In fact, the organizers, lead by David Rolnick, a postdoctoral research fellow at the University of Pennsylvania, published a 100-page report this past summer that is chock full of fascinating projects, such as improving energy grid forecasting, or better forecasting of road traffic, or how to design better agriculture. In every one of those cases, a single optimization may not lead to any emissions reduction. For example, improving the "shared mobility" culture, such as Uber and Lyft, by making it more efficient, can potentially lead to more miles driven overall, as Lynn Kaack, a scholar with ETH Zürich points out in a piece on machine learning in transportation. This is known as the "Jevons Paradox," which they describe as a "situation where increased efficiency nonetheless results in higher overall demand." In other words, optimizing something for the purposes of productivity or for the sake of increased profits can actually worsen the greenhouse gas situation.
ZDNet reached out to panelists and to Rolnick and the other organizers by email. Representatives for Yoshua Bengio, and Andrew Ng of LandingAI, said that they could not respond in time for this article. The other organizers did not reply to multiple emails.
However, there is interesting perspective to be gained from the panel discussion that was held that day, involving Bengio and Ng and Dean, along with Carla Gomes of Cornell University and Lester Mackey of Microsoft. One of the organizers, Priya Donti, a doctoral student at Carnegie Mellon in computer science and public policy, asked the panelists an insightful question: How can AI as a discipline incentivize work on climate change given that the focus for the discipline is often on the number of papers published versus the tons of carbon reduced?
Bengio replied, "change your objective function," which elicited a lot of laughter. "The sort of projects we're talking about in this workshop can potentially be much more impactful than one more incremental improvement in GANs, or something."
It was a wry observation about the field, but the panelists acknowledged a deeper problem, that merely making good neural networks won't lead to emissions reduction on its own. Rolnick asked the panelists what should be done about AI that improves fossil fuel discovery, thereby potentially leading to a Jevon's Paradox of increased CO2. Bengio replied, again, to much laughter, "public shaming." Gomes replied that AI has "unfortunately developed for a single objective [...] we should really develop systems that can understand the impacts across different dimensions."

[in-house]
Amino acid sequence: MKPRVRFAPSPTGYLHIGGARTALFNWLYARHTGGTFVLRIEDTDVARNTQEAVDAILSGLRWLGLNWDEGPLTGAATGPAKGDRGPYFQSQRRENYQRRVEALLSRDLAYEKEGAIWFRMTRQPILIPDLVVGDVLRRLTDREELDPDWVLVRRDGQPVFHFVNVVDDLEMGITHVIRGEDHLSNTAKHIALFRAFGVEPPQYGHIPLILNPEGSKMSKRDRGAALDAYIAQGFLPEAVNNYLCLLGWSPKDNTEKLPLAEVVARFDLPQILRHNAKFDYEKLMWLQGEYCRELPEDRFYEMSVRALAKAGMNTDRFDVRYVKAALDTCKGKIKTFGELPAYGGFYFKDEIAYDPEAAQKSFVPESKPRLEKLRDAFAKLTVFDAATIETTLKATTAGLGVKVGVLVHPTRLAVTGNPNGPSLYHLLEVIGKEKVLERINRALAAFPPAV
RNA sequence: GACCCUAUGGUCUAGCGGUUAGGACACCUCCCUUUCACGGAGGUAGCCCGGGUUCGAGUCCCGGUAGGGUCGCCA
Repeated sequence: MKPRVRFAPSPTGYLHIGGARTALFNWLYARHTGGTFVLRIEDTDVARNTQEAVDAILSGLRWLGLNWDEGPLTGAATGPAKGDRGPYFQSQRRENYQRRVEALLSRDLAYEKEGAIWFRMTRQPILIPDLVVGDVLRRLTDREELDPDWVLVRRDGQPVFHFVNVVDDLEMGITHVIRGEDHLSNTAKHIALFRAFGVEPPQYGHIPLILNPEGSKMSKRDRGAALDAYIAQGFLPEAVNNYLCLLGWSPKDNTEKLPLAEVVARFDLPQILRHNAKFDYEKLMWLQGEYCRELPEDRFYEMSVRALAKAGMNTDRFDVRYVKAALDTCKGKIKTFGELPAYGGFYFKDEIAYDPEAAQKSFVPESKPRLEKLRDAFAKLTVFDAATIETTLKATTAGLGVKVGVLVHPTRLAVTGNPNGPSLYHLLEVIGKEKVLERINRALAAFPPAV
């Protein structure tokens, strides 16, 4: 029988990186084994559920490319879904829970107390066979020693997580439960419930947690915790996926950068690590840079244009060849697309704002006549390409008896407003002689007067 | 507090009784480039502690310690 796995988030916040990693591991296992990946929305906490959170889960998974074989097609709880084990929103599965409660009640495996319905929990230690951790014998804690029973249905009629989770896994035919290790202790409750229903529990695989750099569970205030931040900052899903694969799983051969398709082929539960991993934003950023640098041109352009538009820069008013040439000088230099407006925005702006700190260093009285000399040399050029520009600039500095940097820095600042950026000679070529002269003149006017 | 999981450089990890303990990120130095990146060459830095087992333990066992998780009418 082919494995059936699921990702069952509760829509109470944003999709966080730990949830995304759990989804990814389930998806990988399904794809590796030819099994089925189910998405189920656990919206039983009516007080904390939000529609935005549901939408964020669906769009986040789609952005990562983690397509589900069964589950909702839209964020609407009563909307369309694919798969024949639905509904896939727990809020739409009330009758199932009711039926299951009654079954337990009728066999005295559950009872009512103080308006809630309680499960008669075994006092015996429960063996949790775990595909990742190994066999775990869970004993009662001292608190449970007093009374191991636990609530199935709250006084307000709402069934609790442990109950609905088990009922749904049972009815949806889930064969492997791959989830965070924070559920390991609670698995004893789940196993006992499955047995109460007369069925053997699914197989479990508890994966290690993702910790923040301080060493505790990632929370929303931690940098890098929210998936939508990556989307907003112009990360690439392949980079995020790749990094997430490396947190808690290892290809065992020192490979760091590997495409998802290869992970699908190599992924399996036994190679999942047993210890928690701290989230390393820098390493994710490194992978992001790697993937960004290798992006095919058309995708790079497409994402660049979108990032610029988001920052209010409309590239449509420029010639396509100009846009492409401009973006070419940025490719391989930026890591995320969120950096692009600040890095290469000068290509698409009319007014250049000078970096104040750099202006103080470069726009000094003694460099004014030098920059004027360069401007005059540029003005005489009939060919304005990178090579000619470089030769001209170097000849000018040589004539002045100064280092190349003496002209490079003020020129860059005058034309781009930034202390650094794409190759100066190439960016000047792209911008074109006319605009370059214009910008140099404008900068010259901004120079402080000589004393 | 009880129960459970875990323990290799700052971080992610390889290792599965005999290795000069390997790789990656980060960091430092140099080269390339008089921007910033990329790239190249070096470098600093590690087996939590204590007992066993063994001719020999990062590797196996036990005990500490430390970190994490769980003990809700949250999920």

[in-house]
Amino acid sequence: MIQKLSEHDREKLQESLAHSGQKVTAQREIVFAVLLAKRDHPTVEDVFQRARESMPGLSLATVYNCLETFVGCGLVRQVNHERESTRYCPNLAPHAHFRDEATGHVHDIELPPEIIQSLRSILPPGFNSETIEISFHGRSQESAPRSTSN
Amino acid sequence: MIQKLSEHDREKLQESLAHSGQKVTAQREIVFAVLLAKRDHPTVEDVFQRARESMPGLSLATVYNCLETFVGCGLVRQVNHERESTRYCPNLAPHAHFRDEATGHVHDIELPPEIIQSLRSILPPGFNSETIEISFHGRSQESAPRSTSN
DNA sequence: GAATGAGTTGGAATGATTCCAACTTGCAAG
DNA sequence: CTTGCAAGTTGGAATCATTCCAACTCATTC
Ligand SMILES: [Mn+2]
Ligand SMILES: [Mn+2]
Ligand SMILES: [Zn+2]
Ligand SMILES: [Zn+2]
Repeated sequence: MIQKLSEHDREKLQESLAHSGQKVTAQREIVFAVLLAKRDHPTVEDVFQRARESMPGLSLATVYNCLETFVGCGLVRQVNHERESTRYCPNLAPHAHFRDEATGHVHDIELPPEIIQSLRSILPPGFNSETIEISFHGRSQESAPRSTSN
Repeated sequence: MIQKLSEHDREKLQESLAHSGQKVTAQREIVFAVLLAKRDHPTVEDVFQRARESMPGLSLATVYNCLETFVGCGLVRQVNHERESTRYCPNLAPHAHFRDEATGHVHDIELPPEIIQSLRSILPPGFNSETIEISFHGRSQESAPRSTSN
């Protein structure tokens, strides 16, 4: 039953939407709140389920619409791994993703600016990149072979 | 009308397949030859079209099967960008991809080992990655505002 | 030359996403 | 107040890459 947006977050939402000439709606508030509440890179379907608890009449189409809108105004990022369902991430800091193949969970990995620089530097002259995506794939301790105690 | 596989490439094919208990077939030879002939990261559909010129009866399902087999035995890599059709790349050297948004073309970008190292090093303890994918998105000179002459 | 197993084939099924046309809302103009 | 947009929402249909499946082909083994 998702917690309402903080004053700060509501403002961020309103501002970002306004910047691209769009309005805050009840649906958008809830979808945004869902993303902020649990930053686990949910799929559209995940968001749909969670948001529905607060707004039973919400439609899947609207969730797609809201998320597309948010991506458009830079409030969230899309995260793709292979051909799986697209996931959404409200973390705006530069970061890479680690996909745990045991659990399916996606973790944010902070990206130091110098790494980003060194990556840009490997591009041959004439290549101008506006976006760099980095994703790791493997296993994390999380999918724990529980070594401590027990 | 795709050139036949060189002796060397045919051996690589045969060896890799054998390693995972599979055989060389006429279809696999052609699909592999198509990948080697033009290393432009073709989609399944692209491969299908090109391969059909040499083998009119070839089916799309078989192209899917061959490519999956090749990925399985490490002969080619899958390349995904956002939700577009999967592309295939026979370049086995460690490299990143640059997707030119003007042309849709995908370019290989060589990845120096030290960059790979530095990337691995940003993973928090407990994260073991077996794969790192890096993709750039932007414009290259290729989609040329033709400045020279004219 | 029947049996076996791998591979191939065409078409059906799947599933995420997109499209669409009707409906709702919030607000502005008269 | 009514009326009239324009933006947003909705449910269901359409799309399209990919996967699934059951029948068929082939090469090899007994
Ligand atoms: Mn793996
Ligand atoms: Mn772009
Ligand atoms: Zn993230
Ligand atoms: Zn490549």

Even that may not be enough. AI may need some external forces to direct and shape its optimizations. That may mean aligning the cost benefits of "smarter everything" -- IoT, smart cities, ride sharing, etc. -- with the goal of emissions reduction. And that may require increased regulation, if private enterprise can't commit itself in earnest.
It's easy to be both thrilled with the work on display in December and also discouraged by the lack of imminent progress in emissions reduction. However, one of the invited speakers, Felix Creutzig, who is an author of the IPCC report, had a more upbeat view of the big picture.
Creutzig was asked by an audience member if the field is just fooling itself, "wasting time digressing from the important issues that are going wrong in policy?"
"I would be not too pessimistic about it," he replied. "We have technologies that are already available" such as electric vehicles, "and there is a lot of pressure to change, so I wouldn't be too pessimistic about anything not happening."
Update: Following the publication of the article, organizer Priya Donti was in touch via email. Donti writes that "there is still much work to be done, both within and outside of machine learning" and that the kinds of work shown at the workshop need to be "applied in parallel to (or to accelerate) action of other kinds, such as policy." Donti also refers to multiple "practical challenges" for the field. "These include forging meaningful connections between ML practitioners and those from other relevant fields, unifying and standardizing data from disparate sources, integrating proposed solutions with legacy systems, and changing incentives within the ML field to encourage impactful work on climate change."